“We also had to change the timing of [classes] so that the girls would still be able to attend the local madrasah and do odd jobs to provide income to the family,” Anil said.
Now, 9,000 girls who would have otherwise remained uneducated come to a center such as this one in Rajasthan to learn math, English, Hindi and environmental studies for about five hours each weekday. Each center has one teacher, who receives at least one month of training from the organization.
The local community provides the room, which has no air conditioning or fan, but does have a mat for the girls to sit on. Instead of textbooks and memorization, here the focus is on activity-based learning, with stories for Hindi class and counting stones for math.
In each area of the room, a different task is underway. The youngest-looking girls sit in one corner working on single-digit addition, while the oldest work through word problems. They are all the daughters of daily wage earners and most are Muslims. None of them knows exactly how old they are. As they scribble away into their notebooks, deep concentration etched on each face, their passion for learning is evident.
“They don’t receive any free meals or anything for coming — the only incentive for coming is education,” said Anil. “And they come regularly.”
At the Arman or Ambition center, the students live up to the center’s name. Kanta, about 13 years old, is one of the most outgoing girls.
Her favorite subjects are Hindi and English, and she wants to be a teacher one day. Her eyes light up as she daydreams with a wistful smile at the mention of airplanes and foreign lands.
At the Chor Baseri center, the girls are more shy and reserved. Karishma, about 14 years old, leans against the wall and works on two-digit division in a book wrapped in newspaper featuring the image of Bollywood actress Aishwarya Rai on the front. She speaks in a soft voice, with a hint of a smile playing around her lips.
She dropped out of government school in the 5th grade, finding it too distant and rote-learning based, and went to join the center. She is an only child, unusual in this area where families tend to have four or five children each, and after she gets home she is in charge of many of the household chores, including drawing water, washing dishes and cleaning the house.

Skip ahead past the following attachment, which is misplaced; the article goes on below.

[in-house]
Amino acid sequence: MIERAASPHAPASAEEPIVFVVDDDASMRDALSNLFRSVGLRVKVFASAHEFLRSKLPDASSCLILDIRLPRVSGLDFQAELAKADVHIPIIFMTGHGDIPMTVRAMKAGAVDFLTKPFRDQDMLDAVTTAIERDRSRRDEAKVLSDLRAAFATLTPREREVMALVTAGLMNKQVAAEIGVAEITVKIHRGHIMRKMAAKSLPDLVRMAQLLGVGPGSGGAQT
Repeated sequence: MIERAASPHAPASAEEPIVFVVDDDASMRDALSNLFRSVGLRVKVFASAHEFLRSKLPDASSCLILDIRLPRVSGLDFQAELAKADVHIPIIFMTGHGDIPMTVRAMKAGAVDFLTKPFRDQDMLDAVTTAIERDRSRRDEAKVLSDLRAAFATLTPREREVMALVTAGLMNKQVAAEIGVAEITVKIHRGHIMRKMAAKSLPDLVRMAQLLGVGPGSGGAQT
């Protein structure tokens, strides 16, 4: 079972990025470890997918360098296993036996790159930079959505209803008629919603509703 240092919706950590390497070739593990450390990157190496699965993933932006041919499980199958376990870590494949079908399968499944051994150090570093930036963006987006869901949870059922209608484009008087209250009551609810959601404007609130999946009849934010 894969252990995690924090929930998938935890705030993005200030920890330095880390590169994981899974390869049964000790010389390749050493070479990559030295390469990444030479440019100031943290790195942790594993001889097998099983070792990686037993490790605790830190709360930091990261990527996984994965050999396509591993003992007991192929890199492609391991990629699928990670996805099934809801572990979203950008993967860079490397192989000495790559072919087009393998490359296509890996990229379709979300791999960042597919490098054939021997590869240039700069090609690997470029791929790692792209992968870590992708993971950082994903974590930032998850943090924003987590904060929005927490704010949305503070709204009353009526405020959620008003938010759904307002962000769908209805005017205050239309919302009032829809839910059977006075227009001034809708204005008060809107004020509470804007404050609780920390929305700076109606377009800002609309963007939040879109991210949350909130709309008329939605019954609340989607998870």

Sitting beside her is Asma, around 12 years old, an avid reader who has read about half of the 50 books available at the center’s library, and even volunteers to retell her favorite – a story about a chicken. When asked what she wants to do when she’s older, she smiles down at her lap.
“That is up to God’s will,” she says.
Here, the boys take a backseat, watching their female counterparts learn. One boy stands in a corner with his baby brother in his lap.
“My mother is out cutting wheat, and my father has gone to town,” he explains. “My sister is one of the students here.”
A larger man stands outside the room, staring off into the sands.
“Two of my daughters study here,” he says, in a rough voice. “It is a good school. I am happy they are willing to do this.”
His words resonate with the sentiment of the few mothers present as well, all of whom watch with pride as their daughters write out Hindi words in their notebooks, words that the parents themselves cannot read. At the Arman center, the girls end the day reciting Hindi poems. Kajol, who looks to be about 10 or 12 years old, volunteers to lead, with the others repeating after her.
As they begin to sing, the sound seems to make the walls, and every colorful drawing of trees and fruits taped onto them, vibrate with energy.
Their voices rise above the ceiling and drift into the dusty, spring winds, their words almost a declaration, “The golden bird will come to my house too.”